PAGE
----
David Hockney is the great modern mark-maker. He brings new joy and richness to the very act of seeing, writes art critic Richard Brinsley Wylie. David Hockney’s latest book, My Window, is a visual diary of what he observed from his bed. At the age of 72, he started using iPhone and iPad screens for vivid “drawings by computer”. The role of colour in such drawings is descriptive to a degree but never confined to reality. The kaleidoscopes of light, colour, texture, form and space offer endless variety to Hockney’s probing eye. Particularly notable is the recent series of views of his estate in Normandy as the plants, trees, rivers, streams, ponds and skies undergo magical visual reshaping.
David Hockney is the great modern mark-maker. By mark I mean the merest stroke left by a brush or drawing instrument which, by itself, has little descriptive power. But skilfully placed alongside other rudimentary marks, they have the ability – in the hands of a real artist – to operate coherently, inducing the viewer to transform the ensemble of brushstrokes into a vibrant image.
A curved green smear on its own seems to describe very little, but in the context of other deft marks, it assumes the semblance of a vase or of leaves and stems of various kinds. Modern neuroscience favours context, expectation, probability and prediction for the human brain to assemble incredibly rapid perceptual shots into a “view” – rather than expecting our visual apparatus to take the equivalent of a detailed photograph.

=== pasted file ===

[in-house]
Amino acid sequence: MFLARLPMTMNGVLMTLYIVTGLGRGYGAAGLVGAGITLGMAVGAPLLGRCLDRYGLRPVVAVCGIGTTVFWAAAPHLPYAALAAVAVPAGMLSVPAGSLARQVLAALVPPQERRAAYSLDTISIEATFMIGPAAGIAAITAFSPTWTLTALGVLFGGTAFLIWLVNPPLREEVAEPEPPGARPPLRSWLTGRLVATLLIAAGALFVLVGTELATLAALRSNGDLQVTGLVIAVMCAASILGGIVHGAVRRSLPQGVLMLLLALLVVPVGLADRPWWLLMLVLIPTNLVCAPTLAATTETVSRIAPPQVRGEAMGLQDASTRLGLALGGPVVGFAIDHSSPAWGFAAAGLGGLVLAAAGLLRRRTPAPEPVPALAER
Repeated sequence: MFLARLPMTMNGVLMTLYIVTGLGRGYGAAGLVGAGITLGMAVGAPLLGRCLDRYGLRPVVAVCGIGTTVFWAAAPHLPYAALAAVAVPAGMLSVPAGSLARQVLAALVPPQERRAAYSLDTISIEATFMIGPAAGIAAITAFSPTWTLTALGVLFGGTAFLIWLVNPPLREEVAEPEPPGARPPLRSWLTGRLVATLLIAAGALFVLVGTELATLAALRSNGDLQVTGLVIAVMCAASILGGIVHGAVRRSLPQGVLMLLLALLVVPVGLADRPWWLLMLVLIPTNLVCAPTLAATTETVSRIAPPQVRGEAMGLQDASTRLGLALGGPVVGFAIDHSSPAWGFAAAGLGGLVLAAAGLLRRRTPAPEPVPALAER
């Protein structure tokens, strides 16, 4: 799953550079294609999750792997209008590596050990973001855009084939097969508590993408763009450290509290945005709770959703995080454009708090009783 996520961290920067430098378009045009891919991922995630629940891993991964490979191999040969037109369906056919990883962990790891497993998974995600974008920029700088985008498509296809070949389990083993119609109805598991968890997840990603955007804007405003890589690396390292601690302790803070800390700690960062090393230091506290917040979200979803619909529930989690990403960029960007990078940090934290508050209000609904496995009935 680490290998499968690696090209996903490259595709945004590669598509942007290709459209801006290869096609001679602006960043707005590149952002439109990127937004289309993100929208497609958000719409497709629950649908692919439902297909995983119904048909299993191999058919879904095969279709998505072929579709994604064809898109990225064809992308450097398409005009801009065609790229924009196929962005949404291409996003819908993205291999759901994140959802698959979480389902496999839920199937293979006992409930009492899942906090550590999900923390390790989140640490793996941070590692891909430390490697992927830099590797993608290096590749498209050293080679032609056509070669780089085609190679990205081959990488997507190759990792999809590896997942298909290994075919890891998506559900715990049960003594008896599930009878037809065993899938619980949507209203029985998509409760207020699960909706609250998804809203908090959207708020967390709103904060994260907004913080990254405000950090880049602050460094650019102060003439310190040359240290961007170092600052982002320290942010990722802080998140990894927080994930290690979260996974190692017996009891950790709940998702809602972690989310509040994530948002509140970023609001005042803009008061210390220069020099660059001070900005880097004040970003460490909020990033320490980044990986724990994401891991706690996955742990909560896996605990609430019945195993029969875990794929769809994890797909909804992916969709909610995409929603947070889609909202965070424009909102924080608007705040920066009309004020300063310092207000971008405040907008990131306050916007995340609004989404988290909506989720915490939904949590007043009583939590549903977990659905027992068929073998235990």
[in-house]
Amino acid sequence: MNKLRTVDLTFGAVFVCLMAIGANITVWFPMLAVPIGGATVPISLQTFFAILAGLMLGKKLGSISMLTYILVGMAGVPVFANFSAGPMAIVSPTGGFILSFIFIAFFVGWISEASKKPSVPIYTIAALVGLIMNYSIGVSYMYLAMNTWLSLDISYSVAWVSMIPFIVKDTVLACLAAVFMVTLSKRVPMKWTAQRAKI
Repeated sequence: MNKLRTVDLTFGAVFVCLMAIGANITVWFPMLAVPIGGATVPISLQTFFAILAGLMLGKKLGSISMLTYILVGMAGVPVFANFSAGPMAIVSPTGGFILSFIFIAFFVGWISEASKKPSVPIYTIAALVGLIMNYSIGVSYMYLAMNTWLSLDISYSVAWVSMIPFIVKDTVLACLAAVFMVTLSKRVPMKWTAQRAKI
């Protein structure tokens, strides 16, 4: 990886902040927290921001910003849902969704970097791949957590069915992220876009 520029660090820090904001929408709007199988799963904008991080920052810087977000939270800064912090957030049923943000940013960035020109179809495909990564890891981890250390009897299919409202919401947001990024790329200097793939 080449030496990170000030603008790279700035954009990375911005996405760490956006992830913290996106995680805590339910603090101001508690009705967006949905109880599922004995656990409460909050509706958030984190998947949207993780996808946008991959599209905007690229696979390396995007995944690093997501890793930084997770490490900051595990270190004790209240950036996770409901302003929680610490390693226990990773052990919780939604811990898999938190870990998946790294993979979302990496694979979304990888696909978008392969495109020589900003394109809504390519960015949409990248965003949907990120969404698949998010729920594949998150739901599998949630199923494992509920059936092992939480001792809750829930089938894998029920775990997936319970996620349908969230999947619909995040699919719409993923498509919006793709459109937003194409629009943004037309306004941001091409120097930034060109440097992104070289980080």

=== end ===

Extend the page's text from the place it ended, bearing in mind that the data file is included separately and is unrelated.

Artists who paint freely have always known precociously how to play this game. What translates this perceptual activity into more than a routine act is that it can lead the viewer to notice overlooked aspects of what can be seen.
We can look casually at a vase and enjoy its shiny surface and the host of pretty flowers it contains. But Hockney enriches our seeing so that we become aware of other vivacious effects within the glass container.
Light rebounds and refracts sometimes with delicate glare, sometimes as tiny linear starbursts, or small wriggling gleams. The barely described petals dance with each other and with the leaves, stems, blinds and windows. Objects come to life on patterned tablecloths. Hockney is saying, visually: “Look at this.” He brings new joy and richness to the very act of seeing.
Embracing new possibilities
Hockney rose to fame during the swinging 60s and the advent of Pop Art. Elegantly executed, his spare paintings and graphic works drew on a wider range of artistic imagery than most Pop Art, as in Mr and Mrs Clark and Percy (1970-71).
His move from drab England to sunny California – and its greater tolerance of gay culture – resulted in virtuoso paintings with brilliant colours and geometrical outlines, such as Peter Getting out of Nick’s Pool (1966).
So successful was this period that he could have continued producing similarly marketable works. But, as always, Hockney moved restlessly on. He has produced paintings of spatial motifs that overtly negate traditional perspective, multi-viewpoint photographs and videos, and portraits of every kind.